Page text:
Another important interest is that of the scientific community as a whole in the status of science as a superior method of gaining knowledge. Scientific experts are given greater credibility because they are seen as having special access to truth about the world. Scientific truths are not supposed to be tainted by interests, which is why scientific knowledge is portrayed as rising above the limitations of the system that created it.

Interests are an influence on the way science proceeds, but do not determine it. There is always some scope for resistance.

Incidentally, within the social studies of science, analysis of interests has become quite unfashionable. Perhaps this is related to the field becoming more career oriented and hence less helpful to those wanting to expose vested interests!


Problems Faced by Challengers

If there are strong interests behind a particular position or theory, then the task of challengers is difficult. This difficulty is aggravated if challengers are outsiders who don’t "play the game." If you are a talented scientist with a good track record, working at an elite institution, and write a conventional looking scientific paper &endash; but with challenging ideas &endash; there may be difficulties enough. For anyone else, it is much tougher.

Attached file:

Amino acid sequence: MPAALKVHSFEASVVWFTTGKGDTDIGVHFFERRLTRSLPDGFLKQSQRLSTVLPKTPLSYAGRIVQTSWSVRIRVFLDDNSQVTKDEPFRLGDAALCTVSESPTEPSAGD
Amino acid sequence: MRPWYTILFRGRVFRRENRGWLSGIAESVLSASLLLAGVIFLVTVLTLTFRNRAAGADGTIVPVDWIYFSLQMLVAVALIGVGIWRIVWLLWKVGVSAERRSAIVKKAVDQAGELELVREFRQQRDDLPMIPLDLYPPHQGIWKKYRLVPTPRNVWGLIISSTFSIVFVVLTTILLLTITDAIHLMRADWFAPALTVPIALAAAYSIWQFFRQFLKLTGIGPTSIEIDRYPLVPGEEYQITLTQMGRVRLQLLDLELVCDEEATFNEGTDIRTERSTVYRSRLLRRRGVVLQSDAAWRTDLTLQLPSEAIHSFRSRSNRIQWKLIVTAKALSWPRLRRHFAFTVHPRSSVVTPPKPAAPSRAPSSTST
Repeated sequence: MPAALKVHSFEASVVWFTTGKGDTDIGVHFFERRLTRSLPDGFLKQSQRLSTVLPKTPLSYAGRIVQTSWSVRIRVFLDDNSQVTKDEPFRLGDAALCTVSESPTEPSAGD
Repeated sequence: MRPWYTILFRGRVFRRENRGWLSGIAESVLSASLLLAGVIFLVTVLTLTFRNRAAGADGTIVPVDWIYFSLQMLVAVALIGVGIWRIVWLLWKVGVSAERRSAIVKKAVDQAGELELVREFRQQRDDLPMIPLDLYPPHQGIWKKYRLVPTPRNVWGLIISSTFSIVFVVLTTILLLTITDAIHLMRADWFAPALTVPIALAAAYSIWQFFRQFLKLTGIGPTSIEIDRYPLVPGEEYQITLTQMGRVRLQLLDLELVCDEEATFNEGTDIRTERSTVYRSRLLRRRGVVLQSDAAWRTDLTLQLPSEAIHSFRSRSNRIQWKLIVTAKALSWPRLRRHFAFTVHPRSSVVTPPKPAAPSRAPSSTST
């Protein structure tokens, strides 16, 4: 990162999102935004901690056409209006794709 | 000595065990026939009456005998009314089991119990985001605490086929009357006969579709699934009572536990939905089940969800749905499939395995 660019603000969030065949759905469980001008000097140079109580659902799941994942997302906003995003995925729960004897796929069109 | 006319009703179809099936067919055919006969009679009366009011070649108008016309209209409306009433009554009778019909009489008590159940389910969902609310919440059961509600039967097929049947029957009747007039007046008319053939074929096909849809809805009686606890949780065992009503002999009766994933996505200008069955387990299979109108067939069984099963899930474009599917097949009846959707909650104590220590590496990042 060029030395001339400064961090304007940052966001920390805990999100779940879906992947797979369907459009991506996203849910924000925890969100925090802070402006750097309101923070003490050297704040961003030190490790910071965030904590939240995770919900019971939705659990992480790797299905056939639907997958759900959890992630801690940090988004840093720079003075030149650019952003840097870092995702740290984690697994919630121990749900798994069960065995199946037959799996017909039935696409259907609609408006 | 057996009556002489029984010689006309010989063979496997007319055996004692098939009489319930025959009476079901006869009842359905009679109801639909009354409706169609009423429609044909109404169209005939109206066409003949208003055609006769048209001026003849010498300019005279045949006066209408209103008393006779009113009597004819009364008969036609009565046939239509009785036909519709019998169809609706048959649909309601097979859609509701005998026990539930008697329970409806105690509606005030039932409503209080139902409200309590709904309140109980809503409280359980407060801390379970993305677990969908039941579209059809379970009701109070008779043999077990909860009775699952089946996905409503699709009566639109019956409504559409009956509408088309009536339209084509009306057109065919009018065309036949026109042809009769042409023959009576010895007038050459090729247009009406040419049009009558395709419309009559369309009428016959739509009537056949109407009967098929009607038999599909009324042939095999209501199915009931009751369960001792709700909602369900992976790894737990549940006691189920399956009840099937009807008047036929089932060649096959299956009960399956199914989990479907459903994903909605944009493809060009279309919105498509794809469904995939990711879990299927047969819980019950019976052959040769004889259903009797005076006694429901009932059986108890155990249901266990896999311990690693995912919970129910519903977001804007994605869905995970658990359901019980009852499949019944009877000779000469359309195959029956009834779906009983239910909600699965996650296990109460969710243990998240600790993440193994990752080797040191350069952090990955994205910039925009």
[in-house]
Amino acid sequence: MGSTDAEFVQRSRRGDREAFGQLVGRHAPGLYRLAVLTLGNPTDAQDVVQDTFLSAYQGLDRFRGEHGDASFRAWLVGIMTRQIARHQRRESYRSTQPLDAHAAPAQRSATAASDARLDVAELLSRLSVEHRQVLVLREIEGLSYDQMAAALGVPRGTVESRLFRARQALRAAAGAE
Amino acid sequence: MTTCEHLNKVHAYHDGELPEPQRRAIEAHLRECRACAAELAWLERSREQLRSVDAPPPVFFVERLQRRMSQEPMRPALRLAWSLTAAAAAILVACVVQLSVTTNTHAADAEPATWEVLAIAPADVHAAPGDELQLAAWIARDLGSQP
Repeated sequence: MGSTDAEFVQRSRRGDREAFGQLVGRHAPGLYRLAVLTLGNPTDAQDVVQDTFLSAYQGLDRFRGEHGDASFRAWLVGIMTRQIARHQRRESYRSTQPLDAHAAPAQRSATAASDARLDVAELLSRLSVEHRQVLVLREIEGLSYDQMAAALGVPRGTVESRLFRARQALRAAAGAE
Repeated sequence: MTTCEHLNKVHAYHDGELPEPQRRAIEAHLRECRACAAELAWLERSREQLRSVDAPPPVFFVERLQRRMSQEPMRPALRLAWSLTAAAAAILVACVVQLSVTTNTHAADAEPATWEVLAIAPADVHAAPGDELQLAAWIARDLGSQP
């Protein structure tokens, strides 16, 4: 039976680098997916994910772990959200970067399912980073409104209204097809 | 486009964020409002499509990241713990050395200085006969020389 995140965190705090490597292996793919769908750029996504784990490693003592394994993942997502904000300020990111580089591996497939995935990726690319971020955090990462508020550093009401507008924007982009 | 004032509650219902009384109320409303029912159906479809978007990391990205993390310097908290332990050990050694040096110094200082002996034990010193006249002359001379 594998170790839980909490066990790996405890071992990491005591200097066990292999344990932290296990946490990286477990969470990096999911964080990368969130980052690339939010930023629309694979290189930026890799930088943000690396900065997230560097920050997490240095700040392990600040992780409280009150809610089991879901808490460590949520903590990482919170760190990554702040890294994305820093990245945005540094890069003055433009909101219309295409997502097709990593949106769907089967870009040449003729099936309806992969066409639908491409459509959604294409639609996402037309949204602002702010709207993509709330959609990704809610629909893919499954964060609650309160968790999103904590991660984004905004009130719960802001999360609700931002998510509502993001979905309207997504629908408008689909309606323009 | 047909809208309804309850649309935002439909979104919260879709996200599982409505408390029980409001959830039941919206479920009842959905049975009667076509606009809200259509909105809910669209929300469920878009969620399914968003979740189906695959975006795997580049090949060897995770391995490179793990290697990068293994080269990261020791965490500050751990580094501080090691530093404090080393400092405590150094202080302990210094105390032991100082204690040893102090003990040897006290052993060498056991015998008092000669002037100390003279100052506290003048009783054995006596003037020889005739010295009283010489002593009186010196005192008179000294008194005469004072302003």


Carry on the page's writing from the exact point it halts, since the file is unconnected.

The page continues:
If you are from a low status institution, that is a big disadvantage (Peters & Ceci, 1982). It is even worse to have no institution at all and to write from a home address. It is also a disadvantage to be unknown in the field, to have no prior publications, to be a female, to be too young or too old, or to be from a country with low scientific status.

Although the rhetoric about science is that it is ideas that count, not who expresses them, in practice ideas are commonly judged by their source. Ideas are given much more credibility if they come from a respected source. Outsiders have an uphill battle.